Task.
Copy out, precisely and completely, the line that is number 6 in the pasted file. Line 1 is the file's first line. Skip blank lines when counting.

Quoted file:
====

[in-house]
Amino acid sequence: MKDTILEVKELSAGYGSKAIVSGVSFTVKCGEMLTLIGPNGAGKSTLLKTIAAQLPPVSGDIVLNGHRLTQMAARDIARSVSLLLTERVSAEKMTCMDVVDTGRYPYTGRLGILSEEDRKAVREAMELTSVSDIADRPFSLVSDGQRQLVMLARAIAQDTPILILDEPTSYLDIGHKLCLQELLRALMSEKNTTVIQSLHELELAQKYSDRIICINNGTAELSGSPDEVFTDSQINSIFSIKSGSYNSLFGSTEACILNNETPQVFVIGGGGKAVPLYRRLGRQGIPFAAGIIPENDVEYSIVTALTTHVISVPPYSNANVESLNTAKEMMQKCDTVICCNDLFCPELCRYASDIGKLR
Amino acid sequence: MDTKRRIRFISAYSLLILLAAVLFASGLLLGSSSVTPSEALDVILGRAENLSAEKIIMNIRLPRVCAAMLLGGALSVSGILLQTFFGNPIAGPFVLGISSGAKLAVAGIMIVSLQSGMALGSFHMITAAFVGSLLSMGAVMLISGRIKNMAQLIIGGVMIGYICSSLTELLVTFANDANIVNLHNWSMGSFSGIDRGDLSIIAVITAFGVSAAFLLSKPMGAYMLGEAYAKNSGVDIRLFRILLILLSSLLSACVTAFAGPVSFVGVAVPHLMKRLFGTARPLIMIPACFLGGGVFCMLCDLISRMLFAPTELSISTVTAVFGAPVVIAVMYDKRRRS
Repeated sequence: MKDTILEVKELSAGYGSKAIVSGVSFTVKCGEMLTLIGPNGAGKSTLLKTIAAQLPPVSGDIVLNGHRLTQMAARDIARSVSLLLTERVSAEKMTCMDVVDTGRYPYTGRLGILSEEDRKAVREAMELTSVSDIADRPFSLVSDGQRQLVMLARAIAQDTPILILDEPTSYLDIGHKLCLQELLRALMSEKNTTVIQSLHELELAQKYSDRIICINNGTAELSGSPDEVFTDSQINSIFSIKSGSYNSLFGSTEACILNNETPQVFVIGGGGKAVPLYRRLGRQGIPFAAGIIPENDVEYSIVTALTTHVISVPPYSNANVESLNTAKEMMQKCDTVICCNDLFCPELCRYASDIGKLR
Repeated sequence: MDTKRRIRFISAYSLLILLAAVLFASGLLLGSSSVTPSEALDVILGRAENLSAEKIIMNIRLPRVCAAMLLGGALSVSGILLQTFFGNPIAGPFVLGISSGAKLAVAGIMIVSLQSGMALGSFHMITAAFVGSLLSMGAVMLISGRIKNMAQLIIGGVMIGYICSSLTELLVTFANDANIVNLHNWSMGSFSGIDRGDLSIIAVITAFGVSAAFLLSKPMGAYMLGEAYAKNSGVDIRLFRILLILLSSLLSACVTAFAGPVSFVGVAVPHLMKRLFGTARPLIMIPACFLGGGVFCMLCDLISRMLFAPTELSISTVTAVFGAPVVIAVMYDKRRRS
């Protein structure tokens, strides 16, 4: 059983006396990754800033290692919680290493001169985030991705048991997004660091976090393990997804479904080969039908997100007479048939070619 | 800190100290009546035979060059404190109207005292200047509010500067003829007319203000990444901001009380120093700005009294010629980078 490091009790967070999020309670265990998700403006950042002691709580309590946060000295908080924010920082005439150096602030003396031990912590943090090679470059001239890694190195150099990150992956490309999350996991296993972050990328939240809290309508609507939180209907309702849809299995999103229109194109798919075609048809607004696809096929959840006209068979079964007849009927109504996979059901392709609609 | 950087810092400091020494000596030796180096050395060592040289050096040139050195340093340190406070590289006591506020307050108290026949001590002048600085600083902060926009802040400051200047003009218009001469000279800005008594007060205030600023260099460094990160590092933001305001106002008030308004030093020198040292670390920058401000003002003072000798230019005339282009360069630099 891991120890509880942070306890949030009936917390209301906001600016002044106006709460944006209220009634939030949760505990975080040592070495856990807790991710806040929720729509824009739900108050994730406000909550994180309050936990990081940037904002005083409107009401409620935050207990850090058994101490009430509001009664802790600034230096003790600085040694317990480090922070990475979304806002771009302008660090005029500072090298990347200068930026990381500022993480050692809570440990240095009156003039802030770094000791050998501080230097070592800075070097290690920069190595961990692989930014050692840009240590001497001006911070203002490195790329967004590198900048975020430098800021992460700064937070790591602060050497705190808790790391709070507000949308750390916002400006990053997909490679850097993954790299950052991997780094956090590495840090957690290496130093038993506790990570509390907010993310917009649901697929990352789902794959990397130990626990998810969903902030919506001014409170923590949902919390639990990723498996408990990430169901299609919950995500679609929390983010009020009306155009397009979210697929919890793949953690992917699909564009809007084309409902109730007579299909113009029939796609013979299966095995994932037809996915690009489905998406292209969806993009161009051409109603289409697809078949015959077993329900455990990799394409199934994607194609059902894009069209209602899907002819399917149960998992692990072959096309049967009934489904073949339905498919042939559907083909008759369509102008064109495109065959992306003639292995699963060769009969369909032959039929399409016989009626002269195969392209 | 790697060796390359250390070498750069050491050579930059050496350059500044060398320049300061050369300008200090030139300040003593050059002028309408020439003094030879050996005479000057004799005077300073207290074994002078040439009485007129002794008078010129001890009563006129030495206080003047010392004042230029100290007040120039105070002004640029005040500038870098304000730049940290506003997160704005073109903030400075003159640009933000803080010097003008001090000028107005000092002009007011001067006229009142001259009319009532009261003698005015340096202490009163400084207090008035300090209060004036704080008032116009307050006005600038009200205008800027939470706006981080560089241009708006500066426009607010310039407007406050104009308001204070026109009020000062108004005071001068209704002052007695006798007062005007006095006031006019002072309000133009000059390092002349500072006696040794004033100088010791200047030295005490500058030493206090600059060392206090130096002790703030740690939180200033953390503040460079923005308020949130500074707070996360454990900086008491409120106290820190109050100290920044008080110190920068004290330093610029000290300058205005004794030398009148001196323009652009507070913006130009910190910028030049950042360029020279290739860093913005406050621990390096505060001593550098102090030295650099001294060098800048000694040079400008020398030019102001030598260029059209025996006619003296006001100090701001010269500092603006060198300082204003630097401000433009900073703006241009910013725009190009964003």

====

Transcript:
């Protein structure tokens, strides 16, 4: 059983006396990754800033290692919680290493001169985030991705048991997004660091976090393990997804479904080969039908997100007479048939070619 | 800190100290009546035979060059404190109207005292200047509010500067003829007319203000990444901001009380120093700005009294010629980078 490091009790967070999020309670265990998700403006950042002691709580309590946060000295908080924010920082005439150096602030003396031990912590943090090679470059001239890694190195150099990150992956490309999350996991296993972050990328939240809290309508609507939180209907309702849809299995999103229109194109798919075609048809607004696809096929959840006209068979079964007849009927109504996979059901392709609609 | 950087810092400091020494000596030796180096050395060592040289050096040139050195340093340190406070590289006591506020307050108290026949001590002048600085600083902060926009802040400051200047003009218009001469000279800005008594007060205030600023260099460094990160590092933001305001106002008030308004030093020198040292670390920058401000003002003072000798230019005339282009360069630099 891991120890509880942070306890949030009936917390209301906001600016002044106006709460944006209220009634939030949760505990975080040592070495856990807790991710806040929720729509824009739900108050994730406000909550994180309050936990990081940037904002005083409107009401409620935050207990850090058994101490009430509001009664802790600034230096003790600085040694317990480090922070990475979304806002771009302008660090005029500072090298990347200068930026990381500022993480050692809570440990240095009156003039802030770094000791050998501080230097070592800075070097290690920069190595961990692989930014050692840009240590001497001006911070203002490195790329967004590198900048975020430098800021992460700064937070790591602060050497705190808790790391709070507000949308750390916002400006990053997909490679850097993954790299950052991997780094956090590495840090957690290496130093038993506790990570509390907010993310917009649901697929990352789902794959990397130990626990998810969903902030919506001014409170923590949902919390639990990723498996408990990430169901299609919950995500679609929390983010009020009306155009397009979210697929919890793949953690992917699909564009809007084309409902109730007579299909113009029939796609013979299966095995994932037809996915690009489905998406292209969806993009161009051409109603289409697809078949015959077993329900455990990799394409199934994607194609059902894009069209209602899907002819399917149960998992692990072959096309049967009934489904073949339905498919042939559907083909008759369509102008064109495109065959992306003639292995699963060769009969369909032959039929399409016989009626002269195969392209 | 790697060796390359250390070498750069050491050579930059050496350059500044060398320049300061050369300008200090030139300040003593050059002028309408020439003094030879050996005479000057004799005077300073207290074994002078040439009485007129002794008078010129001890009563006129030495206080003047010392004042230029100290007040120039105070002004640029005040500038870098304000730049940290506003997160704005073109903030400075003159640009933000803080010097003008001090000028107005000092002009007011001067006229009142001259009319009532009261003698005015340096202490009163400084207090008035300090209060004036704080008032116009307050006005600038009200205008800027939470706006981080560089241009708006500066426009607010310039407007406050104009308001204070026109009020000062108004005071001068209704002052007695006798007062005007006095006031006019002072309000133009000059390092002349500072006696040794004033100088010791200047030295005490500058030493206090600059060392206090130096002790703030740690939180200033953390503040460079923005308020949130500074707070996360454990900086008491409120106290820190109050100290920044008080110190920068004290330093610029000290300058205005004794030398009148001196323009652009507070913006130009910190910028030049950042360029020279290739860093913005406050621990390096505060001593550098102090030295650099001294060098800048000694040079400008020398030019102001030598260029059209025996006619003296006001100090701001010269500092603006060198300082204003630097401000433009900073703006241009910013725009190009964003």